Britain prides itself on being a nation that loves animals, but our fascination with sensational stories of their potential danger suggests otherwise. According to naturalist Chantal Lyons, this fear of animals, or “national zoophobia,” is a result of our societal isolation and lack of exposure to wild nature. In September, a report commissioned by the government noted that nature in the UK is still in decline, despite efforts to protect it. Over the last fifty years, there has been a 19% decrease in the population of UK species, putting one in six at risk of extinction. The remaining wildness in the country is limited, confined, and no longer perceived as a threat.
The book “Groundbreakers” discusses the disruption of the established order caused by the introduction of a new species, the wild boar, with its large head and fast feet. The author, a naturalist and science communicator, explores the growth of unofficial wild boar populations in Britain since the 1980s, the first since they were hunted to extinction over 300 years ago. These animals are descendants of farmed boars that either escaped or were released deliberately, and they currently exist in a legal and cultural grey area without official recognition as a native wild species. There are approximately 2,600 wild boars living in the wild across south-east England to north-west Scotland, with a significant population in the ancient Forest of Dean in Gloucestershire. The author embarks on a journey to find these animals, also visiting larger and more untamed populations in France and Spain. In fact, in 2021, singer Shakira claimed that two boars stole her handbag in a Barcelona park. The book explores the impact of the wild boar’s return and its effects on the surrounding ecosystems.
In the past, it was not difficult to come across wild boar. Around 8,000 years ago, there were approximately one million of them in the dense forests that covered Britain. They were hunted by wolves, lynx, and brown bears. As time passed, they became a symbol of bravery and strength to the people living in Britain. The Sutton Hoo helmet, dating back to the Anglo-Saxon period, even features a gilded boar’s head decoration. Wild boar also became associated with feasting during midwinter celebrations like Yule and Christmas. However, their population began to decline in the early middle ages. In 1086, the Domesday Book reported that the woodlands and wood-pasture habitats that wild boar relied on only made up 15% of England’s land area. By the 13th century, the tradition of winter feasting on wild boar had disappeared. Even King Henry III served 200 of them at Christmas 1251. By the 17th century, wild boar had completely disappeared from Britain. They remained only as symbols in British culture, seen on pub signs, a papier-mache head paraded through London, and Queen Camilla’s coat of arms.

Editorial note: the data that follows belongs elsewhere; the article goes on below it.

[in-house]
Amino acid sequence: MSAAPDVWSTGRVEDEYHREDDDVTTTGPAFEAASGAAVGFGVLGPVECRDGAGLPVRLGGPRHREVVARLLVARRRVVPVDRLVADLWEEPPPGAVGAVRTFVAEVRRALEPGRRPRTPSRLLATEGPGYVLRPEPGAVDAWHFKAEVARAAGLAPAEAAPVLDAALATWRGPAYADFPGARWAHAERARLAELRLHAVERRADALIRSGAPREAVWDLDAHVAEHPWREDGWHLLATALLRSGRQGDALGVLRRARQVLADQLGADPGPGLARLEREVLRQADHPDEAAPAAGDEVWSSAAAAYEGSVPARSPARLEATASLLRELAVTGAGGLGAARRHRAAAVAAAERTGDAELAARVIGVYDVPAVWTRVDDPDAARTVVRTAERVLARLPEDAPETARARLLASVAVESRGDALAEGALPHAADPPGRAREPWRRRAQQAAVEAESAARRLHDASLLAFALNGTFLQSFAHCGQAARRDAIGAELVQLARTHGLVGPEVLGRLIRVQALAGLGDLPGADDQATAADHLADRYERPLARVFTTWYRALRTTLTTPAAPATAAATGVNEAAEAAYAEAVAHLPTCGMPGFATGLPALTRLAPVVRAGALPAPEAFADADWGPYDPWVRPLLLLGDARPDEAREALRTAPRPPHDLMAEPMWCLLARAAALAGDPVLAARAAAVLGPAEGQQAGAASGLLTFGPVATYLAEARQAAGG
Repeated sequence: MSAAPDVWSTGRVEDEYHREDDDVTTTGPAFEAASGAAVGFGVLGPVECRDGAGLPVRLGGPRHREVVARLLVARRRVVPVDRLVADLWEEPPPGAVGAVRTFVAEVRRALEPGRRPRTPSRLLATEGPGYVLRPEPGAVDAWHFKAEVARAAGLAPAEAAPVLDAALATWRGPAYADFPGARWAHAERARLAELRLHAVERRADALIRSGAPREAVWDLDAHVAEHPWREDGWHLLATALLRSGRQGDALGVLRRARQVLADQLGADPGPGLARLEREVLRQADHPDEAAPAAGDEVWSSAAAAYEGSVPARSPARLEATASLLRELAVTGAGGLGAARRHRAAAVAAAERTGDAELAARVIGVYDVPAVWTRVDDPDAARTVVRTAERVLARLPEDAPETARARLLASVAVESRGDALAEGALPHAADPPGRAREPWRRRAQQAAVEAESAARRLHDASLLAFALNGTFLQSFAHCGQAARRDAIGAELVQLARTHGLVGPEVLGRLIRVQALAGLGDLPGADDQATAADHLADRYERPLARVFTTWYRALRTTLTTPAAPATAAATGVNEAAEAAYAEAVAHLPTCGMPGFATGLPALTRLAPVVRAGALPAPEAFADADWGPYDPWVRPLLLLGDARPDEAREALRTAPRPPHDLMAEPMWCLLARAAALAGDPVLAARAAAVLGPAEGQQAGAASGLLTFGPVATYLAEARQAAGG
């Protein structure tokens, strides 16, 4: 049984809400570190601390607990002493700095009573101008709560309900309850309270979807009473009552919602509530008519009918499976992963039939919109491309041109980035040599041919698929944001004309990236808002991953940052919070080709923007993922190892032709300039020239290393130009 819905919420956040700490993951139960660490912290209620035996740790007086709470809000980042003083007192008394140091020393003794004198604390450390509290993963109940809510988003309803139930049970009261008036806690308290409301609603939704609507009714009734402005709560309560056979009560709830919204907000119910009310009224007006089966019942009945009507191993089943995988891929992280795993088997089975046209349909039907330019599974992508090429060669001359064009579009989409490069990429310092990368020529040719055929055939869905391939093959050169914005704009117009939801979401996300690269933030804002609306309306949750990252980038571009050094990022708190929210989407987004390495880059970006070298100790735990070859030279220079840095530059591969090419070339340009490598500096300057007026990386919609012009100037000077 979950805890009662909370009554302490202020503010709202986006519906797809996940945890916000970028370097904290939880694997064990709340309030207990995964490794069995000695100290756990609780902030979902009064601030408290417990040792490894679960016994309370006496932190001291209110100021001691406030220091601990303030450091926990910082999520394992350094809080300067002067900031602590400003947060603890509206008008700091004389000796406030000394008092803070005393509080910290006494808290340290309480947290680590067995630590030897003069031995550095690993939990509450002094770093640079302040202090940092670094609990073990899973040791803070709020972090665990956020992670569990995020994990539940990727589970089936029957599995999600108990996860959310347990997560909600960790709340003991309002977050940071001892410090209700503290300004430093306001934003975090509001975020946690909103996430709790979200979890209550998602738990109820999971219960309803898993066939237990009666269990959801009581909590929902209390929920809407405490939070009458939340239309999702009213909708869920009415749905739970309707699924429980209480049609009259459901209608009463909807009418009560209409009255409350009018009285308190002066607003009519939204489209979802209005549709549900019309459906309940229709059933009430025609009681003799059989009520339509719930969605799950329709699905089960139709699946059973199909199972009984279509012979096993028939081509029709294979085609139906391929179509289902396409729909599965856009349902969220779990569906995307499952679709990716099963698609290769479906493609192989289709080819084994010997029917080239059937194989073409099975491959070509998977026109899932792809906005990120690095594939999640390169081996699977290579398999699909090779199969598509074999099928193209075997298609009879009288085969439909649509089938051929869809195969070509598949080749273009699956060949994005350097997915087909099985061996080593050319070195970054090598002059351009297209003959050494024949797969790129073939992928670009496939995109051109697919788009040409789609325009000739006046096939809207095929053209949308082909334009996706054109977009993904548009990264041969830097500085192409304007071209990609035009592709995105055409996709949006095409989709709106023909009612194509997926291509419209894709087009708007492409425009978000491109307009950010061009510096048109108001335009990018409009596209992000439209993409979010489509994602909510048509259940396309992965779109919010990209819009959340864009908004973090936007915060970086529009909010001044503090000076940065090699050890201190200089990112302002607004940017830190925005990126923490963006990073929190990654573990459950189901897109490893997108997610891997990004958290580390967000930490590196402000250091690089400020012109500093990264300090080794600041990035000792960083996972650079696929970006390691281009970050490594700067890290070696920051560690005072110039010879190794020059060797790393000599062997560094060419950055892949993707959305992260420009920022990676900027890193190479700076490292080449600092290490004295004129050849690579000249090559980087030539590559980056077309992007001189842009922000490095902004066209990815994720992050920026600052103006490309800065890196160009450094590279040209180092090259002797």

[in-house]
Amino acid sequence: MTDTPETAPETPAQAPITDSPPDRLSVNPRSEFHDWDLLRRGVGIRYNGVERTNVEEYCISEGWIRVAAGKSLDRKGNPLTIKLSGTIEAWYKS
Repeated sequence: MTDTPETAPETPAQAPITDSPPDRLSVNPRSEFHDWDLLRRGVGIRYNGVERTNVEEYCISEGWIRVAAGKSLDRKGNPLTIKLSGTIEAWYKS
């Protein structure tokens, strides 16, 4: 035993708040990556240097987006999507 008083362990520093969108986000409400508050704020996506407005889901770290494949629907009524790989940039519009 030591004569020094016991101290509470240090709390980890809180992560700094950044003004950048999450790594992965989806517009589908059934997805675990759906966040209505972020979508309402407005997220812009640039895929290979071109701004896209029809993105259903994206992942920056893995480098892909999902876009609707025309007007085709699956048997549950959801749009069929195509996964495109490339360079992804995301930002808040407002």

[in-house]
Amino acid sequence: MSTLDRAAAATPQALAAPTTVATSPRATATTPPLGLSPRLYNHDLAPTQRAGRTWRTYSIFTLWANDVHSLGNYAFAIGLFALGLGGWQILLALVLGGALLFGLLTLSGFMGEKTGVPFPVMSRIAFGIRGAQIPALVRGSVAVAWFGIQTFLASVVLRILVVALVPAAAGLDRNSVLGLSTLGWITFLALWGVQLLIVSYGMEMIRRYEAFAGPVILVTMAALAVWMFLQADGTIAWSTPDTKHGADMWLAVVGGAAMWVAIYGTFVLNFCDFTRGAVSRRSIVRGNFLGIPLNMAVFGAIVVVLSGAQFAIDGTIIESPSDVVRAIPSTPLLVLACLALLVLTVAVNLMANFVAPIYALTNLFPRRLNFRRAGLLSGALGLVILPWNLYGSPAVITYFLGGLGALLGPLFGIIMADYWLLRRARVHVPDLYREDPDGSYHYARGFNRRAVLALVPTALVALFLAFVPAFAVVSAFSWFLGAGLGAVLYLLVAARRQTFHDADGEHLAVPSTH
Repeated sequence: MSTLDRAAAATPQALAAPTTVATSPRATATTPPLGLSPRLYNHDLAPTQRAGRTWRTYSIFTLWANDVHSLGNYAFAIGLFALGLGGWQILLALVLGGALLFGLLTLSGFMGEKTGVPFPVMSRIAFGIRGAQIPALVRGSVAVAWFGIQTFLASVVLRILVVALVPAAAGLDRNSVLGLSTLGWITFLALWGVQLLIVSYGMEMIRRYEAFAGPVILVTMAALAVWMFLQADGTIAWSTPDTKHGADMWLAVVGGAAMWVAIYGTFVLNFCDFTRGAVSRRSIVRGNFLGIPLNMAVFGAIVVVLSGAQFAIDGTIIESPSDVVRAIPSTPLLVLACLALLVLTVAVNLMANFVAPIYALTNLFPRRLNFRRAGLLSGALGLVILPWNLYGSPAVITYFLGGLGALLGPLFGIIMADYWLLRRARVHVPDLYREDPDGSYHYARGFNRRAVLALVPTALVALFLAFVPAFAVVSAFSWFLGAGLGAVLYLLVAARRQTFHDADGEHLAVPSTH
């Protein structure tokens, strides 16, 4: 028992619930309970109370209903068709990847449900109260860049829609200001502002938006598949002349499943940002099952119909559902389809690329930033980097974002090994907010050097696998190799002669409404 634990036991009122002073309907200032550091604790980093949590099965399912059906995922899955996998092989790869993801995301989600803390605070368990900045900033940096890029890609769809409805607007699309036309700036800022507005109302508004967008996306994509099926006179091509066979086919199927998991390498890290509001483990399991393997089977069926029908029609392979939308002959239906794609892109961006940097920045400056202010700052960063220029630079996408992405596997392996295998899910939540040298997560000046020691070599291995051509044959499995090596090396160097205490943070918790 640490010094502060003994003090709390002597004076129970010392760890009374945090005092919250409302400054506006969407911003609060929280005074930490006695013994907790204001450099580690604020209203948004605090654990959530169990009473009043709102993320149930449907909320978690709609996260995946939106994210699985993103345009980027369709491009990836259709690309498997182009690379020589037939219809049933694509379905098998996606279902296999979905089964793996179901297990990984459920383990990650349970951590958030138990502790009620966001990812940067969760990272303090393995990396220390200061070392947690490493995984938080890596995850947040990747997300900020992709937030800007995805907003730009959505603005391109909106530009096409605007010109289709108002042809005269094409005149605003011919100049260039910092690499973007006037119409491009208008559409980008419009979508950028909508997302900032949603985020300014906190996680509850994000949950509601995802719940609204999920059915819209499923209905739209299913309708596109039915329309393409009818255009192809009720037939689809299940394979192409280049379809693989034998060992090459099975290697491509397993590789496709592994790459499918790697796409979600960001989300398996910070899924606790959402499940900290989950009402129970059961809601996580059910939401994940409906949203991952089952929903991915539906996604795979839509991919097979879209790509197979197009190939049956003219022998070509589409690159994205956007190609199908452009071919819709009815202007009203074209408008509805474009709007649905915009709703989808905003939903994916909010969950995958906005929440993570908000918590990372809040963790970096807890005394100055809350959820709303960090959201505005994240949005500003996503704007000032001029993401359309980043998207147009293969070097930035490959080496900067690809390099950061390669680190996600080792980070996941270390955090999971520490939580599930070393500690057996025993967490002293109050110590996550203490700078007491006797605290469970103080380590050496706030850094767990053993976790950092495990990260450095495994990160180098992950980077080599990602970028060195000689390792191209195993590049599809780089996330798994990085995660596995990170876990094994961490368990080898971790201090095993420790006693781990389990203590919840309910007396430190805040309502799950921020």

Lyons relies on a network of local nature enthusiasts, wildlife photographers, park rangers, and individuals who share her dislike for boars to aid her in tracking down evidence of these elusive creatures. Groundbreakers contains vivid descriptions of her own solitary encounters, filled with awe and curiosity, ranging from the deep grunts and snorts in the darkness to sightings of mother boars leading their striped offspring, known as “humbugs.” Supporters of boars highlight the various ways they contribute to our ecosystems, such as digging up earth to uncover nutritious acorns, tubers, bulbs, and insects which benefit wild plants, trees, birds, and other animals. Boars also play a role in the revival of shrubs in woodland areas and disrupt the domination of a single plant species, typically bracken in Britain, which often takes over depleted and poorly managed land.
The reasons in favor of “rewilding” may seem undeniable. However, Lyons’ unbiased and empathetic interviews also highlight its difficulties, such as the need for population control and hikers feeling endangered in the forest (despite sensationalized stories in the media, there have only been two reported cases of minor injuries caused by wild boar in the UK in the last 30 years). The increasing debate over how comfortable we are with this domesticated land returning to its wild state mirrors the discussions in mainland Europe about coexisting with much larger populations of wild boar and wolves. Groundbreakers is not just about wild boar, but also about 2020s Britain – uprooting careless assumptions along with pristine lawns, they “dare to challenge what we once believed with certainty: that every other creature on this island fears us.”